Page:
The Real Ghostbusters: The quintessential version of Ghostbusters?
Mike Williams | On 06, May 2017Reading time: 3 mins
With The Real Ghostbusters now on Netflix UK, we look back at the childhood-shaping cartoon of the 80s and 90s. Looking for the 2016 Ghostbusters? Click here.
As a child of the 1980s – born in 1984, when the first Ghostbusters movie hit cinemas – Egon, Ray, Winston, and Peter were characters I, along with many others born within a 10-year span, grew up with. But it was The Real Ghostbusters cartoon series that resonated and shaped my view on the bustin’ foursome, rather than the live-action movie.
Too young to appreciate the film that was awfully scary to handle as a kid – even then, I saw Ghostbusters too early and, to this day, the gargoyle chasing Rick Moranis haunts me – the cartoon was wholly accessible. It was a cornerstone of kids’ TV back then, alongside Teenage Mutant Hero Turtles, The Adventures of Tintin, and Rugrats.
With the show came the action figures. For anyone reading this born after 2000, cheaply, massed produced figures and vehicles to bash together were all the rage back then, and still are, to an extent (see: Star Wars).
What’s striking about the cartoon series are the notable differences yet relatable similarities to the films. Produced after the first movie was released to the masses, the voices are somewhat familiar: Lorenzo Music’s softly-toned sarcasm as Venkman echoes Bill Murray; Maurice LaMarche’s deep, authoritative nasals as Egon recall the late Harold Ramis. They all sort of look like their real life counterparts, too, but, at the same time, don’t. It’s a weird juxtaposition of creative license and staying true to its origins.
Then, there’s Slimer, an already established friendly fiend of the ‘busters. Here, he’s a loveable and cherished permanent fixture of the HQ, devoid of any scary CGI-ery of the movie. He’s an ally, of sorts, with plenty of episodic stories focused on him (and his food-eating antics, which inevitably get everyone into bother). In essence, his original character is brought forward into a neatly packaged, frivolously appealing sidekick for younger viewers – and, indeed, that is the approach to the entire show.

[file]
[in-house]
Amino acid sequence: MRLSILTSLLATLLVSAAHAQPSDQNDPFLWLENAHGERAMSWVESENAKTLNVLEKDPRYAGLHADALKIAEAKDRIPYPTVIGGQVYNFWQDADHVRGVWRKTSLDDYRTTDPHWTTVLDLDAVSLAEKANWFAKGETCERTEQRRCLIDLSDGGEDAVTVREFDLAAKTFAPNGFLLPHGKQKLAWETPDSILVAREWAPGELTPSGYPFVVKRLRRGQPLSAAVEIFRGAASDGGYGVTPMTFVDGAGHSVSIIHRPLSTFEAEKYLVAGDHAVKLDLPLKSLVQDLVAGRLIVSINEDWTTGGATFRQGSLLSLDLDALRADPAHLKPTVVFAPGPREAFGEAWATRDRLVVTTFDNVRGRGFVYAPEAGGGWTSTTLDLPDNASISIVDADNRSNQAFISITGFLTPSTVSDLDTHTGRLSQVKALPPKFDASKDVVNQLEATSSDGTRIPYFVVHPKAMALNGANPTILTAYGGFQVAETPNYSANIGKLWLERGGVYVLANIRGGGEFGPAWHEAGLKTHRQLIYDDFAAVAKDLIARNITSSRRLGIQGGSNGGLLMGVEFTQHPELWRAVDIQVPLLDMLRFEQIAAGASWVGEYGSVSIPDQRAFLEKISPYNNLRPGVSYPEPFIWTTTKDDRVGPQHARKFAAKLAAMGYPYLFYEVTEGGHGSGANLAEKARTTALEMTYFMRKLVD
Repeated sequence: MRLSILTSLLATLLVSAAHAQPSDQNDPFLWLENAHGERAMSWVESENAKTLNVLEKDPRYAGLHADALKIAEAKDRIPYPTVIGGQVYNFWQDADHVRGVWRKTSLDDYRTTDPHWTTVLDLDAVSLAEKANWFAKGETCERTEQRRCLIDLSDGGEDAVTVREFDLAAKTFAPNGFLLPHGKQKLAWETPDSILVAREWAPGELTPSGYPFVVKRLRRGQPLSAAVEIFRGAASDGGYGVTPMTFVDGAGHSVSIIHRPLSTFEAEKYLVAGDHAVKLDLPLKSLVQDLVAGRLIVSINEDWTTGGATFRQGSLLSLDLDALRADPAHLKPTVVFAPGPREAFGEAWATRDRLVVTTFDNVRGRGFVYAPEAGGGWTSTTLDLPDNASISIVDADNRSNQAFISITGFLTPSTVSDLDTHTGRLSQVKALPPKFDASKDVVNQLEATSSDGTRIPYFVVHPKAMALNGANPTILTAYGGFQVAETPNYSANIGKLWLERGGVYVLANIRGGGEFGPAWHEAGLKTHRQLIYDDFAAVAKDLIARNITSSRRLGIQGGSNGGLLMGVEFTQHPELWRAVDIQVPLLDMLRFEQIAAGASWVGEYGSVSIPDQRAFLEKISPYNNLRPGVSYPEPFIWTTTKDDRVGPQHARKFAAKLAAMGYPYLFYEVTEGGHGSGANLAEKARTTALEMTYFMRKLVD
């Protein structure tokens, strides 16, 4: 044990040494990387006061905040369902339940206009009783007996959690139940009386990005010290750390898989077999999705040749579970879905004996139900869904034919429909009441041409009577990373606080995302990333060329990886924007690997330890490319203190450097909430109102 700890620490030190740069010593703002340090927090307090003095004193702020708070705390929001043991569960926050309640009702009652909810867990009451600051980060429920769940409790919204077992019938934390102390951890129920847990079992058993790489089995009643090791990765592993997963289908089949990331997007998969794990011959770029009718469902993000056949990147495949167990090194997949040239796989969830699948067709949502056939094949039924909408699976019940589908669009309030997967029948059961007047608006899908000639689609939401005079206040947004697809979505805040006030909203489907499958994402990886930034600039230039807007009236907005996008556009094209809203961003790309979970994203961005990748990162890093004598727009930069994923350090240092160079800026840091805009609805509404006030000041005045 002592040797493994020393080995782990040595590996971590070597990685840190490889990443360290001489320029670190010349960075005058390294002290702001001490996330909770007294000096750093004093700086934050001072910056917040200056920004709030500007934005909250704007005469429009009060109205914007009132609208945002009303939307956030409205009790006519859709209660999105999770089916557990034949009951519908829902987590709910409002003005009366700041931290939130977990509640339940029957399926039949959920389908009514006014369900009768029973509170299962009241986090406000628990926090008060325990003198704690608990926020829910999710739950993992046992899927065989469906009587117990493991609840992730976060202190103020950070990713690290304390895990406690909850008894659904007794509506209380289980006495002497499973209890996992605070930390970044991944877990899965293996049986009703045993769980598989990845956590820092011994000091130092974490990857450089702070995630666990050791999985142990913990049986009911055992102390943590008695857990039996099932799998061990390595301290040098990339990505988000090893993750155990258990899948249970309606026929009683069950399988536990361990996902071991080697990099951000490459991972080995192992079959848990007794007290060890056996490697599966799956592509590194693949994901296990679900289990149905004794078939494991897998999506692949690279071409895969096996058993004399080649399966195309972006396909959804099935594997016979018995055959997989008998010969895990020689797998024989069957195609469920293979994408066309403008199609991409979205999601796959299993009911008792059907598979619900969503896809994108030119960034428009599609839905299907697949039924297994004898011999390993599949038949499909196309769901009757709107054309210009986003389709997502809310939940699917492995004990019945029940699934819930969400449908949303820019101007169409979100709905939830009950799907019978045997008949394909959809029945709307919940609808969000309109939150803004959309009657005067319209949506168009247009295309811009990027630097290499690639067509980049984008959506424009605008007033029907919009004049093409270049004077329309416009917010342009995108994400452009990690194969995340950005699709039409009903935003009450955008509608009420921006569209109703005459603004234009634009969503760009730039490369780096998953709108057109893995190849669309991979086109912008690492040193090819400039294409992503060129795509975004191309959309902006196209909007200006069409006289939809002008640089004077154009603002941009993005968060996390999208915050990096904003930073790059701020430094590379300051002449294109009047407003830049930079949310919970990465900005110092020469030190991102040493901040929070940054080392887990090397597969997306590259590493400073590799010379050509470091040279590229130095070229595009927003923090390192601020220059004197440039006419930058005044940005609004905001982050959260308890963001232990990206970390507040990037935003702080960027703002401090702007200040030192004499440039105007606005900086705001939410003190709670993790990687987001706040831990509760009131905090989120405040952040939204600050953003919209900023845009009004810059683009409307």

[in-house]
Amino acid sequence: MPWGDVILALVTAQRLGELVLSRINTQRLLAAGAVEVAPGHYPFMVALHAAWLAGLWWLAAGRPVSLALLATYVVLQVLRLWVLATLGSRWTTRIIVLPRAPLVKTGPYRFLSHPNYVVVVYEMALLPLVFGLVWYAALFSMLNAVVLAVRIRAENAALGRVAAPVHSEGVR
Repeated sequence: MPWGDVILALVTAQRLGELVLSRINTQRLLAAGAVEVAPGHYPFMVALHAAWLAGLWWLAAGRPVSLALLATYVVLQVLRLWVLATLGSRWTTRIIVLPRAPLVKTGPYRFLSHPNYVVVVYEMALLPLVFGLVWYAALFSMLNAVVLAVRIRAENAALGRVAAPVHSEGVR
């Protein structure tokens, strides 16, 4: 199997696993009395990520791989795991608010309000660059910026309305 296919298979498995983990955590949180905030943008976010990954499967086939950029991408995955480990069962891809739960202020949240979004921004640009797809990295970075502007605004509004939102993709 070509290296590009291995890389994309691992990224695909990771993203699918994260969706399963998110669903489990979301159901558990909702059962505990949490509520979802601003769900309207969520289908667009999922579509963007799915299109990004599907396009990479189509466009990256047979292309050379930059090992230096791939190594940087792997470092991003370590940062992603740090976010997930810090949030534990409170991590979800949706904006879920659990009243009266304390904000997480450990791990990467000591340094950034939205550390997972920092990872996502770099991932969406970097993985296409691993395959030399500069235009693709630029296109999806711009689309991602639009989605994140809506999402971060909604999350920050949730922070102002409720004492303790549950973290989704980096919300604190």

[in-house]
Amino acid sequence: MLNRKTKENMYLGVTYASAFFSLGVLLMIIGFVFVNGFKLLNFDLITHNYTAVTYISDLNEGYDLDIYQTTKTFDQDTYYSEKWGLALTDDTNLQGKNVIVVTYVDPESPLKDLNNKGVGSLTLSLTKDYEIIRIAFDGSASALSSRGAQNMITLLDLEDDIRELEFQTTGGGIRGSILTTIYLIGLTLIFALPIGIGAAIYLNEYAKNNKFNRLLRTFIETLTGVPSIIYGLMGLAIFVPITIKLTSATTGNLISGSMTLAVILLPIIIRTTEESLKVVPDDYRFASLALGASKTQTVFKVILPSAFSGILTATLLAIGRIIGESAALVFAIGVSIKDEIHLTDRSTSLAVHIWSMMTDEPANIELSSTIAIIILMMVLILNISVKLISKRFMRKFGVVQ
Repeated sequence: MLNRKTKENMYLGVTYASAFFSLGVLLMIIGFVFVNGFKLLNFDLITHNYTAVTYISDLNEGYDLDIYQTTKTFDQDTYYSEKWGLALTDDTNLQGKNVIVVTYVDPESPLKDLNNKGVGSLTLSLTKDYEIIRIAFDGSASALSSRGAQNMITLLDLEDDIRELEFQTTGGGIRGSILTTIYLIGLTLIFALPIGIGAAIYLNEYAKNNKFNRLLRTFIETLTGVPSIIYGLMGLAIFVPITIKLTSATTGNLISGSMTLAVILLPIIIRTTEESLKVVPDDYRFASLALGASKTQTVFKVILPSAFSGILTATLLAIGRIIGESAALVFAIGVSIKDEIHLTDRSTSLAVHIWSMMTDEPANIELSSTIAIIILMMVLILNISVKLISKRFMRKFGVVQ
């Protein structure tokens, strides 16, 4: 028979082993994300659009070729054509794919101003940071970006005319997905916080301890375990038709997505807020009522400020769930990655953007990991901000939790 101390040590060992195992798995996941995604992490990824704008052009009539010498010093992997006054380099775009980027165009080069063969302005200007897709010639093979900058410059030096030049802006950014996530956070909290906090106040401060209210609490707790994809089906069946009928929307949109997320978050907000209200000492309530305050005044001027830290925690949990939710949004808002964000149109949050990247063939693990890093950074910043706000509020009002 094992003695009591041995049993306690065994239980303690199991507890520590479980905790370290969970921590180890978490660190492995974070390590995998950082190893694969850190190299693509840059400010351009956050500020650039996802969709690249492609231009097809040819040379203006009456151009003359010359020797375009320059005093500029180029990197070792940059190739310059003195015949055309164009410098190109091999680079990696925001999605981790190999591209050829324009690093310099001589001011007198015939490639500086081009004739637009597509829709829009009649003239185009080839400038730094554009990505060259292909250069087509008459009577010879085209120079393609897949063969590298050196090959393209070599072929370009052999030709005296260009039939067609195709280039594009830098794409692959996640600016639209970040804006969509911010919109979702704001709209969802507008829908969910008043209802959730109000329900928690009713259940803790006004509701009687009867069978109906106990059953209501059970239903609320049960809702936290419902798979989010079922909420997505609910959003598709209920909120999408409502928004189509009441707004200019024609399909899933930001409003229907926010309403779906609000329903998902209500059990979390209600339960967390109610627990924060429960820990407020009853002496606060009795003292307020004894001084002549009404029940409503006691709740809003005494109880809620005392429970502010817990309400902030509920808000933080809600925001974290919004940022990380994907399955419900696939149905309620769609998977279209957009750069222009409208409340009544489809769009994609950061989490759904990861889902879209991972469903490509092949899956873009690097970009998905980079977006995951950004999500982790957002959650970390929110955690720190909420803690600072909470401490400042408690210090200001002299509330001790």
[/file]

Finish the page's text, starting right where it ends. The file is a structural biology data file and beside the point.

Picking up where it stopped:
On paper, it feels an odd move to take a film about ghosts and turn it into a popular children’s programme. Who the hell came up with that bright idea? But it works. Not only is there a playful dynamic between the gang, Slimer, and receptionist Janine (Laura Summer, who even gets top billing on occasion), but tonally, the whole premise is also good fun, and that’s its main purpose throughout the mountain of episodes now available on Netflix UK. Season 1 alone has 78 – that’s unheard of today – and there are a further four seasons, which rapidly drop off in quantity.
Just like other hugely popular cartoons that shaped childhoods – staples such as Bucky O’Hare, Thundercats, and He-Man – there’s an overwhelming nostalgia that outweighs just how cheaply produced this is. Next to the likes of Studio Ghibli, the animation is incomparable. Back in the 80s, there seemed little care for the painstaking animating process – it was part of the wham-bam-thank-you-ma’am culture of low-grade kids’ cartoons that encouraged massive followings and capitalised on lucrative toy lines.
Even now, as I type this in my early 30s, re-watching The Real Ghostbusters episodes that kept me engrossed for many hours in my youth, I still genuinely enjoy it. To me, and no doubt many others my age, that makes it the quintessential version of Ghostbusters.
Episodes to add to your watchlist
Citizen Ghost (S1 E11)
Janine’s Genie (S1 E12)
Xmas Marks the Spot (S1 E13)
Slimer, Is That You? (S1 E72)
The Real Ghostbusters: Season 1 to 5 is available on Netflix UK, as part of an £8.99 monthly subscription.